THE heartbroken family of a teenager who tragically died from undiagnosed type 1 diabetes are campaigning to raise awareness of the “silent killer”.
Just months after finishing her GCSEs, 16-year-old Jenny Kitching began complaining of a stomach ache and tiredness.
Days later, the Halsall teenager slipped into a coma, and after two weeks in intensive care she passed away on September 18 last year.
Now her parents Amanda and David, cousin Selina and family and friends want to raise awareness of the condition to help others. Her parents released a heartfelt tribute to Jenny that said: Š“‘Jenny Wren’ was our life and soul, she is beautiful inside and out, and is missed every second of each day.”Š
Selina told how the family had no idea there was anything wrong with Jenny in the days before the Ormskirk School pupil fell ill.
She said: “Jenny went from being fine on the Wednesday to being in a coma on the Friday. She had lost a bit of weight but we knew she was dieting and she had been a bit stressed with her exams so it seemed normal. She was just blossoming into a beautiful young lady with her whole life ahead of her.”
The former Halsall St Cuthbert’s pupil started feeling ill and tired on Wednesday August 31 last year, and when she was no better the next day her parents called the doctor. They were told it was likely to be a virus that was going round the schools and to give her plenty of fluids.
As she was tired they gave her some sugared water for energy, but it only made her worse. The next day her condition deteriorated, and her concerned family called an ambulance. While they waited for it to arrive she became unresponsive and her fingers turned blue.
Selina said: “When she reached the hospital doctors tested her blood glucose level to check for diabetes. It was 52mm – the normal level is around 4.7mm.”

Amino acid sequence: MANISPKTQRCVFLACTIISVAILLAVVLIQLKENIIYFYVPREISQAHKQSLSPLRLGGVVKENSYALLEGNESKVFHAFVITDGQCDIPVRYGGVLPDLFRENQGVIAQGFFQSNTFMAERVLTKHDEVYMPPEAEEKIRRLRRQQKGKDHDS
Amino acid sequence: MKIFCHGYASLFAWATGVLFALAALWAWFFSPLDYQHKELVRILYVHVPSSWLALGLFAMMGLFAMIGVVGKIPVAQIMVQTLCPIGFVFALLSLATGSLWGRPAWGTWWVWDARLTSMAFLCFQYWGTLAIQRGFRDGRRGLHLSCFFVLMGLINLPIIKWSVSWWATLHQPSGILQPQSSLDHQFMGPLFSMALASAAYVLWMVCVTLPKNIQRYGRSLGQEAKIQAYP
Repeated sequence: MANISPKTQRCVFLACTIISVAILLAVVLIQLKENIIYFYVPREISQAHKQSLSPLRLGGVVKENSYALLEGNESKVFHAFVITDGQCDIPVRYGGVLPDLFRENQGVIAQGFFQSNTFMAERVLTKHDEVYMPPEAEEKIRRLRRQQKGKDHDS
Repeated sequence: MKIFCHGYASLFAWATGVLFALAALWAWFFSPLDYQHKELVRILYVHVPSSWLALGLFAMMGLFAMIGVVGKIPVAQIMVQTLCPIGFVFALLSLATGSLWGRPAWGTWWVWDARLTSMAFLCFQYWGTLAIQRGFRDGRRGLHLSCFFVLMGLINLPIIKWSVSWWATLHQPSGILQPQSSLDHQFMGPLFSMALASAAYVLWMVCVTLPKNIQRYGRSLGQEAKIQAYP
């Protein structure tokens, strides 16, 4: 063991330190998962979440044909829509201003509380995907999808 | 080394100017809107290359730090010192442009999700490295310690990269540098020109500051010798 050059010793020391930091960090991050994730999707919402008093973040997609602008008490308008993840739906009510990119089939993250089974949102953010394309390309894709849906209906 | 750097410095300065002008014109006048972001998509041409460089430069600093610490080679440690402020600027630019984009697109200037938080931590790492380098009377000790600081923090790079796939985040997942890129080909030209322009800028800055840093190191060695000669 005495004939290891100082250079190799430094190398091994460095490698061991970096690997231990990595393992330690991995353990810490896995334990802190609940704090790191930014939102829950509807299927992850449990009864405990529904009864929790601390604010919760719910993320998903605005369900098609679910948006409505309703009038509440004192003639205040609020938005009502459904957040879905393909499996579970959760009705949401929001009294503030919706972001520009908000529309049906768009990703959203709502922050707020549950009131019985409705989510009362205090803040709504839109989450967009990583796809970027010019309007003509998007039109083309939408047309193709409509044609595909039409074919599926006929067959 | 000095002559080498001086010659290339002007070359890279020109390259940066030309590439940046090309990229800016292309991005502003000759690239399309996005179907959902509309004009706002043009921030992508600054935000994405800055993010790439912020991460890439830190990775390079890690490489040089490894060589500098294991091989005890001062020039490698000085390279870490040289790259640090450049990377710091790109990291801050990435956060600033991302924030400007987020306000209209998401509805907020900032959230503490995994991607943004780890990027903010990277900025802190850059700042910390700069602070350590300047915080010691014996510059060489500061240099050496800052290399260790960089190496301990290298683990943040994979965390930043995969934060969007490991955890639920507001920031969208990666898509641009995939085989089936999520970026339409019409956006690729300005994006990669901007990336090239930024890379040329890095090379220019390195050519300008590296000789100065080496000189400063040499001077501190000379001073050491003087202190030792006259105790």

Jenny was put on life support and hooked up to a kidney dialysis machine. She began showing signs of improvement on September 18 – long enough for her to be shown the exam results in the paper she had been so looking forward to seeing.
But just hours later, her condition worsened and she died.
Selina said: “Both myself and my mum are qualified nurses and not once did we suspect type 1 diabetes. We want to raise awareness because if one life can be saved from this silent killer it's better than one life being lost.
“No family should go through the pain we have. I couldn’t have wished for a more beautiful and clever cousin than my little Jen Jen.”
One of Jenny’s closest friends Jess Draper spoke of how important it was to support the awareness campaign in tribute to the model student, who had achieved an A*, five As, five Bs and a C in her GCSEs as well as the school History prize.
She said: “We were all in complete shock at what happened. She was such a strong person and so driven. We’ve done things at school for her, such as a non-uniform day for a memory tree on the school grounds. We’ll also be helping out on the charity night. Jenny was always by my side when she was alive and its important to show we’re still by her side by raising awareness to help others.”
John Doyle, head teacher at Ormskirk School, said: “Jenny’s peers and teachers still miss her. What her parents have suffered is dreadful. “Anything that can be done to raise funds to stop anyone else suffering the way that they are is so worthwhile and I endorse it whole-heartedly.”
As part of the campaign, Selina is organising a charity event for her 30th birthday at Scarisbrick Village Hall on Saturday May 19 in Jenny’s name, to raise funds for type 1 diabetes charity JDRF. There are 120 tickets at £10 each. Visit http://on.fb.me/Hcia5X for more information.